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USS Hornet leader board"Can gamification help us fly to Mars? Does gamification cure AIDS and cancer? If not, then this concept doesn't make sense."

That was the reaction of a colleague (if you must ask, Yes, it was a German colleague) when I started evangelizing gamification. While he didn't apply the same logic to anything he created, or any other product that came across his path, for whatever reason he felt compelled to set that standard for gamification. Back then, I felt this was kind of a hypocritical double-standard.


Having this in my mind all the time, with Foldit – the game that allowed scientists to solve the folding-problem of protein structures with the help of gamers, a task which the researchers had failed for 15 years to accomplish with mathematical and computational methods -  the contribution of gamification to AIDS and cancer science finally got a check mark.

A few weeks ago the conflict between Israel and the Palestinians again went hot. From an outside perspective you keep just wondering why they cannot seem to get a break? I typically read the sad news, hope that everything will stop soon, think of friends in the region that I have and hope that they and their families are fine. That's about it, because if I as Austrian start to lecture of what I think is wrong, I won't be heard: after all it was an Austrian (Hitler was Austrian born) who paved the path to the most atrocious ideology and war crimes at this time.And I can't change the conflict anyways, or can I?


But this time it was different, because I stumbled over the blog of the Israeli Defence Forces (IDF) that uses – gasp! - gamification to spread the word about the militaries activities. Basically support propaganda  with gamification. This seemed as the abuse of gamification, the topic that I had held up so high with the purest thoughts. And many people seemed to agree. The bloggosphere reacted unanimously negative on the use of gamification by an army. How dare you combining fun with war? At least fun is an important element for doing proper gamification.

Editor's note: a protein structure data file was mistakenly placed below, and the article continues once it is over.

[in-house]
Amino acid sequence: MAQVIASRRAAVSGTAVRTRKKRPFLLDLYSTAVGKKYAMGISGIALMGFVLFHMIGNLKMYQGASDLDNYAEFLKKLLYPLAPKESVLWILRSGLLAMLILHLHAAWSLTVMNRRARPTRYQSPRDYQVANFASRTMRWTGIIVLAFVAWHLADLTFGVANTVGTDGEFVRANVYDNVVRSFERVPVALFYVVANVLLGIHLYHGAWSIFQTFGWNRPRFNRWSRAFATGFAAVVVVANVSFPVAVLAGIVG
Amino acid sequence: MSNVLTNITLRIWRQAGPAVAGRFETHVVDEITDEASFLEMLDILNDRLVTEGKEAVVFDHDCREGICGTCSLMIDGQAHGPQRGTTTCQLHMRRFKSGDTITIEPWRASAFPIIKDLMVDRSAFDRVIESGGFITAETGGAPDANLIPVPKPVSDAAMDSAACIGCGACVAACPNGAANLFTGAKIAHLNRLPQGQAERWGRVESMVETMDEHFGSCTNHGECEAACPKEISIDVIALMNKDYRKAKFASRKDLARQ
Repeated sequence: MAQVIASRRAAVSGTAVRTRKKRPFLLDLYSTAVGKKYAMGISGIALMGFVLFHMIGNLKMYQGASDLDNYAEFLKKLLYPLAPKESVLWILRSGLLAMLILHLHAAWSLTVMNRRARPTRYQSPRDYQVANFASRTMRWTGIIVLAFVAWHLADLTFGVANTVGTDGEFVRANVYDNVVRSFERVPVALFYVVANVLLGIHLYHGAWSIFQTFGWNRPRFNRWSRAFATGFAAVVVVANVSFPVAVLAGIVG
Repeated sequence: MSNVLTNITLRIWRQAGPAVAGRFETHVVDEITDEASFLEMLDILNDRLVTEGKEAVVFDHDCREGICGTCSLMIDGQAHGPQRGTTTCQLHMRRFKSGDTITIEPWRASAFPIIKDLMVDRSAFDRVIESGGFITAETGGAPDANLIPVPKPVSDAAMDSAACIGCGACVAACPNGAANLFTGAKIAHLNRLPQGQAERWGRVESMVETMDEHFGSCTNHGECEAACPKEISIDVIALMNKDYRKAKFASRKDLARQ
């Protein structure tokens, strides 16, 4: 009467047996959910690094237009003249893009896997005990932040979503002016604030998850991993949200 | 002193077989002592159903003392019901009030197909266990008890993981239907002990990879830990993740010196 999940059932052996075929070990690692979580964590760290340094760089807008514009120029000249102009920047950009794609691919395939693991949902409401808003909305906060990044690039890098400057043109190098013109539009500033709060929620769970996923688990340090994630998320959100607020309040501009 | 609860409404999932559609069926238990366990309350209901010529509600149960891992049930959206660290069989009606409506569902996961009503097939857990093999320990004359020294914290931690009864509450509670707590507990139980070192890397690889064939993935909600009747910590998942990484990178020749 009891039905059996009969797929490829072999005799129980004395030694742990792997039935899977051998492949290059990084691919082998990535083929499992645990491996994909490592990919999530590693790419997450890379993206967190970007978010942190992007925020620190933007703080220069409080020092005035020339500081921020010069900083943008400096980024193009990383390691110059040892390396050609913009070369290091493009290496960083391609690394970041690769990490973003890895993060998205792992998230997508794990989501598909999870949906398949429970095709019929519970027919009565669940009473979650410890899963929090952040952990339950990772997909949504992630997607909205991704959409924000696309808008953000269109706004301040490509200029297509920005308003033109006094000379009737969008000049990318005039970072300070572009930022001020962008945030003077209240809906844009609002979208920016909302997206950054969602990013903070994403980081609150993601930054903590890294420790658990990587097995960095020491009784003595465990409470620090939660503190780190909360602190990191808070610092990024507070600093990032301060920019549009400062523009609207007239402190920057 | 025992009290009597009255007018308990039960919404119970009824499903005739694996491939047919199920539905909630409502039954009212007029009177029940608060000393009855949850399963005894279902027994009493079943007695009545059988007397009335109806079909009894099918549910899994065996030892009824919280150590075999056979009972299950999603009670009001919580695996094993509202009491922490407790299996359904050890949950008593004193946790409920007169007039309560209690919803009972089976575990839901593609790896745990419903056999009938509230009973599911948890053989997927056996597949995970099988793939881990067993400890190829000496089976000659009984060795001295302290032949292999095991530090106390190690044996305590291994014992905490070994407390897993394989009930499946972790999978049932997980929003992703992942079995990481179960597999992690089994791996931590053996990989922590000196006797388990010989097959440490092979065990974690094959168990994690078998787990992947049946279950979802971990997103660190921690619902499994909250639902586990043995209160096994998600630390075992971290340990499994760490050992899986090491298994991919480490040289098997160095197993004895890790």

But the truth is more complex. Any technology can and will be use for both sides of the spectrum. Like nuclear power that can be used for bombs or making electricity. Social media can be used for both sides as well – and there is a recent blog that grapples with that fact. Gamification designer Yu-Kai Chou makes the case for not being hypocritical of what we just seen with gamification and the IDF. After all, the US Army has been using the game America's Army for years to recruit soldiers and make the military more popular.

There was not much outrage either, when the security consultant Alix Levine talked about online terrorist forums that use game mechanics to engage supporters, and even turn them into real world terrorists.



And don't forget: the oldest gamified system is probably the military. Status, ranks, promotions. All these are fixtures of military lives. For thousands of years. Leader-boards like this one from the aircraft carrier USS Hornet show that this gamification is as common for the military, as killing somebody.

While companies are not out there for killing people on purpose, some consider the pursuit of profit, exploiting people, exerting power of them, nearly as evil as what armed forces pursue (they of course say they maintain peace).

Coming back to my german colleagues standards, I now tend to agree with him. We have always been best, when we reached for the stars. When we didn't listen to the people that we cannot do it and it will never be done. We decided to go the moon, and we did. We decided to cure AIDS, cancer, and many other diseases, and we do, and we are becoming better. We should be thankful, that the terrorists and the IDF use gamification. If they can use it for those purposes, we have no excuse to bail out of larger goals. This is the wakeup call.

I dare you that we can solve conflicts, create and maintain peace, and help cultural understanding with gamification! We are better than this! Just let's do it!

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